Thursday, May 26, 2005

Snakker Du Norsk? (Part 2)

So, what was it like working abroad? I cannot speak for today but back in 1981, Norway was a pleasant country with a small population (ISTR 4m Norwegians), well educated, with a high standard of living but somewhat socialist. There was practically no unemployment (the people who didn’t have jobs didn’t want one) but the State ruled supreme. There was one TV channel, one monopoly phone company (Televerket), a State Bank (DNC, Det Norske Creditt), a State Oil Company (StatOil) & a State Off License (The Vinmonopol). There were other Companies in most of these markets as well, apart from the Booze. It didn’t have a State airline but it was a partner in SAS, the Scandinavian Airlines System (with Denmark and Sweden).

Norway was traditionally a sea-faring nation and was the home of the Vikings. It was interesting to find that several Norwegian words had made it (corrupted) into the Geordie dialect, the north East coast being handy for the marauding longboats. Some good examples of this were:- children: Barn in Norsk, Bairn in Geordie, as well as Jumper: Genser in Norsk, Ganzie in Geordie and House: Hus in Norsk, Hoose in Geordie (All pronounced similarly regardless of spelling).

I quickly realised that the TV was pretty awful- the highlights of my week being screenings of “Mash” and “Soap”. Most Norwegians spoke English so films were sub-titled rather than dubbed. The flicks provided a welcome distraction, although they tended to ride the faders so that the music was thumping but the dialogue was restrained.

Although somewhat puritanical about the demon drink (having a strong Lutheran Christian tradition) they were much less hung up about sex, but not quite as broad minded as I found the Danes and Swedish to be in later years. I can remember being picked up a handful of times by real lookers during the year (but generally dumped again just as quickly!)

Stavanger was both a port and a boom town due to the north sea oil. Mobil had three platforms planned for the Statfjord field, Alpha being in production from 1979, Bravo being built and Charlie on the drawing boards. My role was for the onshore network, although I did have a fascinating opportunity to go offshore.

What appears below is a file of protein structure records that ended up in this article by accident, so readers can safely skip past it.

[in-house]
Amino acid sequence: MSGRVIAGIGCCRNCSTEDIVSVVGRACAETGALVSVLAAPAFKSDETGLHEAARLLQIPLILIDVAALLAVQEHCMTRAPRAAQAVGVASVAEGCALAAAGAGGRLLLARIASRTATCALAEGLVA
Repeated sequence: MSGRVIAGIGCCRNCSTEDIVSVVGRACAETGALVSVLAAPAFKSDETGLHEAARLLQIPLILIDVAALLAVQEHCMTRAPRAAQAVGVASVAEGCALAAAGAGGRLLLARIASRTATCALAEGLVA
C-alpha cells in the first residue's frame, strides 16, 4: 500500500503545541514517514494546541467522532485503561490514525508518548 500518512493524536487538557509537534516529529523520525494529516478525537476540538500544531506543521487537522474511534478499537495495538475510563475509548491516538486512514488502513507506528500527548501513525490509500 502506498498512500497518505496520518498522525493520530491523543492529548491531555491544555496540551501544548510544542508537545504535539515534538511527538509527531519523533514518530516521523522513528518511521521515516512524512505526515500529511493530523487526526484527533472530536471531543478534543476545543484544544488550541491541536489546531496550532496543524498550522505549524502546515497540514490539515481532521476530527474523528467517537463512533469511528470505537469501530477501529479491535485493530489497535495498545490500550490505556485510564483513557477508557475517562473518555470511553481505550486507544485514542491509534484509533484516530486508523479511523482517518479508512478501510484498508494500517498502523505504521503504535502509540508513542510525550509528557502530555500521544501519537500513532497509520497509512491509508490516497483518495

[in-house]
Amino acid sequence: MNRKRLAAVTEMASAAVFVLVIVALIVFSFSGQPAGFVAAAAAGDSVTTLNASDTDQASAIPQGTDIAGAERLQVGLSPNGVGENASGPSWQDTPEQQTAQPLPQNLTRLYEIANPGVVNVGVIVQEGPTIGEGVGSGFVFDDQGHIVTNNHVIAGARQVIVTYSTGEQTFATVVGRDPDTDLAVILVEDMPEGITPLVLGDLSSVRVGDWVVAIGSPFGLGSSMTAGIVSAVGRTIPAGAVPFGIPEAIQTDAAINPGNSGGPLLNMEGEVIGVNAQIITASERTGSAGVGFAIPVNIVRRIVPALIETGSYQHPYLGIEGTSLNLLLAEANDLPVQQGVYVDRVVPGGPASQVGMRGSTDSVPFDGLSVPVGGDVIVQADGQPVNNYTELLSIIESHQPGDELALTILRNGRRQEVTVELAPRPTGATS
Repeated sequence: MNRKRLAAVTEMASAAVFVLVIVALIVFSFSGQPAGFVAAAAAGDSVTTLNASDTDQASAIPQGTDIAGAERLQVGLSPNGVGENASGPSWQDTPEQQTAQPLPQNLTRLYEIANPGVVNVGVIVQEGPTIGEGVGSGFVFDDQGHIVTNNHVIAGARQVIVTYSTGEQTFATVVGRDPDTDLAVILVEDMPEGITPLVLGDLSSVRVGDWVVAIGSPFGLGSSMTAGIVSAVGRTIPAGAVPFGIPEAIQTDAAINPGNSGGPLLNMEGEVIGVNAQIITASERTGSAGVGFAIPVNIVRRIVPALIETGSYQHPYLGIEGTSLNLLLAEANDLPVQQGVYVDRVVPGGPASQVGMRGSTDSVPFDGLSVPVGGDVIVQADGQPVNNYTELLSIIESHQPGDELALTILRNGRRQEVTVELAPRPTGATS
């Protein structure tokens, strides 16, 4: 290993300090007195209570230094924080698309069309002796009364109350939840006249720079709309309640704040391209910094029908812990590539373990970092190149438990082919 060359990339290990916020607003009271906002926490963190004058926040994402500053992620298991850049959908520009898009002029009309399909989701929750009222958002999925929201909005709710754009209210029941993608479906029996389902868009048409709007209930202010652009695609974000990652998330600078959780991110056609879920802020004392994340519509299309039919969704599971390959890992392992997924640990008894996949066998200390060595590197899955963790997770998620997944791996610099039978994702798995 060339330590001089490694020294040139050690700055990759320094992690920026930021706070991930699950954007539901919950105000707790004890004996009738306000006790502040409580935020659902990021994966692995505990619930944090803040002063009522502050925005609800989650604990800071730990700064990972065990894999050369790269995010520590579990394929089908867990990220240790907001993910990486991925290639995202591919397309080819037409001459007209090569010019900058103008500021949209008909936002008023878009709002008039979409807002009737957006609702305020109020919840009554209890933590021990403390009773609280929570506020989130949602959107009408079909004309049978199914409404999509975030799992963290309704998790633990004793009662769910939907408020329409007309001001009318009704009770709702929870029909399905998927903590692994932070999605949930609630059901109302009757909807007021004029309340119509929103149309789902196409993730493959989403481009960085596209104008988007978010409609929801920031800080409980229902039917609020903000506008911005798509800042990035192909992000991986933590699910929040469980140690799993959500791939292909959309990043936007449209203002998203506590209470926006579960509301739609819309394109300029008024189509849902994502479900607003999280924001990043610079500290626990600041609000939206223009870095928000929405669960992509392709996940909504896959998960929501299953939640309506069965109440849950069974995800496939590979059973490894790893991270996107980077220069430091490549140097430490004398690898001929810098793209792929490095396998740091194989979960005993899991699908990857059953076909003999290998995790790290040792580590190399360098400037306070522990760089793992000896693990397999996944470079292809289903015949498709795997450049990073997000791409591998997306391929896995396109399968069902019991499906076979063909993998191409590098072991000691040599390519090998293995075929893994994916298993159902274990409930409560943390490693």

When I arrived in Norway, Statfjord Bravo actually sat in the mouth of Stavanger harbour on four concrete caissons undergoing construction. Meanwhile, the legs of the rig were being constructed in the fjord at the bottom of my road. The legs were hollow concrete tubes nearly 1000’ high and at the base of them were a number of large concrete tanks forming a pedestal. (The tanks were used for storing the oil between tanker dockings).

During the Spring, the rig was essentially complete structurally and it was time to take it out. The tanks at the base of the legs were partially flooded so that they sunk down to the desired level & the structure was towed out to another really deep fjord further north, complete with cranes. Meanwhile, the platform itself was floated clear of the caissons on two massive barges and towed off to be mated with the legs. Once successfully joined together, the whole assembly was towed out to sea and sunk down so that the pedestal rested on the sea bed. Some idea of the scale of this beast can be found here, courtesy of Statoil.

It was very strange seeing it gone, as well as the giant toilet roll tubes from the flat window. The twinkle of lights around both structures were surprisingly satisfying & they were certainly missed until "C" construction started a couple of years later.

A few months later, I was asked if I’d like to do a software upgrade to the phone system on Statfjord B and I jumped at the chance. I had to go on some basic safety training first but because I was only going for 24 hours I didn’t have to undertake the survival course (which involved being dumped in the fjord in a survival suit). Armed with my upgrade tapes, I flew up to Bergen and reported to the Helicopter desk. Here, I was suited up (in a bright orange garment not unlike a made-to-measure duvet with hoodie), weighed (complete with baggage for an overnight stay), briefed and then myself and fellow passengers waddled off to the Chopper like a procession of fluorescent Michelin men. The Helicopter was a russian Sikorski which seated about 16 people, apparently the Sikorskis had a slightly better (but still dodgy) safety record than the Bell rangers also used.